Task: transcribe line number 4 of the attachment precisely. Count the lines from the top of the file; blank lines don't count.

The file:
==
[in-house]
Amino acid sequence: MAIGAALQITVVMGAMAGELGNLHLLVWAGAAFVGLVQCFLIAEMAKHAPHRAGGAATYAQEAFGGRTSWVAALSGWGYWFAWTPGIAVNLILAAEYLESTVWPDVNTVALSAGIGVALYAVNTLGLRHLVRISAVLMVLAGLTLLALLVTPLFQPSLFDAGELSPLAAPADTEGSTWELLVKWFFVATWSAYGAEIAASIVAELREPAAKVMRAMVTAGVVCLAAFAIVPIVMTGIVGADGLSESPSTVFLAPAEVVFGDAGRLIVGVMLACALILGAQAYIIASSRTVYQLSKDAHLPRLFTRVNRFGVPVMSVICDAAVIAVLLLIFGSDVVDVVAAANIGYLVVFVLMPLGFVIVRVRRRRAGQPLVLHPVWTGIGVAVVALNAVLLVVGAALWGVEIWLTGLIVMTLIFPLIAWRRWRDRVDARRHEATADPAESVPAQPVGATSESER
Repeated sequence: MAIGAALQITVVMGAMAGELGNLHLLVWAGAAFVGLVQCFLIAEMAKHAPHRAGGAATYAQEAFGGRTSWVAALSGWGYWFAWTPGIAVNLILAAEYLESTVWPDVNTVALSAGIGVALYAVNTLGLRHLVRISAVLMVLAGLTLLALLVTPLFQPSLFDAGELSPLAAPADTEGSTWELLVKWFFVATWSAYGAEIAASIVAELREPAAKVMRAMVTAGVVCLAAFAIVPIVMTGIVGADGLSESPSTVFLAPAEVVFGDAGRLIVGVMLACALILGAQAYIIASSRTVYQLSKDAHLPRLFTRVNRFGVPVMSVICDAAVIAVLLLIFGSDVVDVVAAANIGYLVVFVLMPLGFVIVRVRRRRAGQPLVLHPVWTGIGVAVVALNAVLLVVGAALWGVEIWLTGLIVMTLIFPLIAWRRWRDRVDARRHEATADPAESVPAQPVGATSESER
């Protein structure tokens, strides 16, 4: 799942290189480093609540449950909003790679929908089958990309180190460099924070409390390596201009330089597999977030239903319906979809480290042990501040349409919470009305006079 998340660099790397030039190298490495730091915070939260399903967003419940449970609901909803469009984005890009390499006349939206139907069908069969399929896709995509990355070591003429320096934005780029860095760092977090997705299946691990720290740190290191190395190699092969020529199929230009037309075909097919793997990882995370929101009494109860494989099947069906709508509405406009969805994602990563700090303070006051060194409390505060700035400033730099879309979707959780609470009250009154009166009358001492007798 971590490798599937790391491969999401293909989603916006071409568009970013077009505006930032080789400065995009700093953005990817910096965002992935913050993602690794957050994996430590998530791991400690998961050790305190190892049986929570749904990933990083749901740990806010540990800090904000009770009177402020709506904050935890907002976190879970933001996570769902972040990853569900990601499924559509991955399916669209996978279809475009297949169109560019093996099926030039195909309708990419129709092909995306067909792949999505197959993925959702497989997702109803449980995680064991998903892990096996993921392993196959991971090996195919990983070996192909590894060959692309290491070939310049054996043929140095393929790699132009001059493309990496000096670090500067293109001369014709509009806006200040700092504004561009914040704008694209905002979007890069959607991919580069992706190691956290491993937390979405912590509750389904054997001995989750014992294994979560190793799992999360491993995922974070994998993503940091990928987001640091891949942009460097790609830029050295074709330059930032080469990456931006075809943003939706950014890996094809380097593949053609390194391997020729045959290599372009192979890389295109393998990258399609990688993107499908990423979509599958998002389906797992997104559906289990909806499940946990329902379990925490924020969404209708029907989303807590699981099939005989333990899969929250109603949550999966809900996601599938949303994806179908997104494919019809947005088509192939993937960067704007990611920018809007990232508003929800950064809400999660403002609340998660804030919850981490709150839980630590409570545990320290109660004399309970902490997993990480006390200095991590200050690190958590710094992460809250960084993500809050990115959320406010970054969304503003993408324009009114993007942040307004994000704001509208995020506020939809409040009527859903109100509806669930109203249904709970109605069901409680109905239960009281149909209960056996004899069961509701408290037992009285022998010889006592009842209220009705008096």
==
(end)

């Protein structure tokens, strides 16, 4: 799942290189480093609540449950909003790679929908089958990309180190460099924070409390390596201009330089597999977030239903319906979809480290042990501040349409919470009305006079 998340660099790397030039190298490495730091915070939260399903967003419940449970609901909803469009984005890009390499006349939206139907069908069969399929896709995509990355070591003429320096934005780029860095760092977090997705299946691990720290740190290191190395190699092969020529199929230009037309075909097919793997990882995370929101009494109860494989099947069906709508509405406009969805994602990563700090303070006051060194409390505060700035400033730099879309979707959780609470009250009154009166009358001492007798 971590490798599937790391491969999401293909989603916006071409568009970013077009505006930032080789400065995009700093953005990817910096965002992935913050993602690794957050994996430590998530791991400690998961050790305190190892049986929570749904990933990083749901740990806010540990800090904000009770009177402020709506904050935890907002976190879970933001996570769902972040990853569900990601499924559509991955399916669209996978279809475009297949169109560019093996099926030039195909309708990419129709092909995306067909792949999505197959993925959702497989997702109803449980995680064991998903892990096996993921392993196959991971090996195919990983070996192909590894060959692309290491070939310049054996043929140095393929790699132009001059493309990496000096670090500067293109001369014709509009806006200040700092504004561009914040704008694209905002979007890069959607991919580069992706190691956290491993937390979405912590509750389904054997001995989750014992294994979560190793799992999360491993995922974070994998993503940091990928987001640091891949942009460097790609830029050295074709330059930032080469990456931006075809943003939706950014890996094809380097593949053609390194391997020729045959290599372009192979890389295109393998990258399609990688993107499908990423979509599958998002389906797992997104559906289990909806499940946990329902379990925490924020969404209708029907989303807590699981099939005989333990899969929250109603949550999966809900996601599938949303994806179908997104494919019809947005088509192939993937960067704007990611920018809007990232508003929800950064809400999660403002609340998660804030919850981490709150839980630590409570545990320290109660004399309970902490997993990480006390200095991590200050690190958590710094992460809250960084993500809050990115959320406010970054969304503003993408324009009114993007942040307004994000704001509208995020506020939809409040009527859903109100509806669930109203249904709970109605069901409680109905239960009281149909209960056996004899069961509701408290037992009285022998010889006592009842209220009705008096």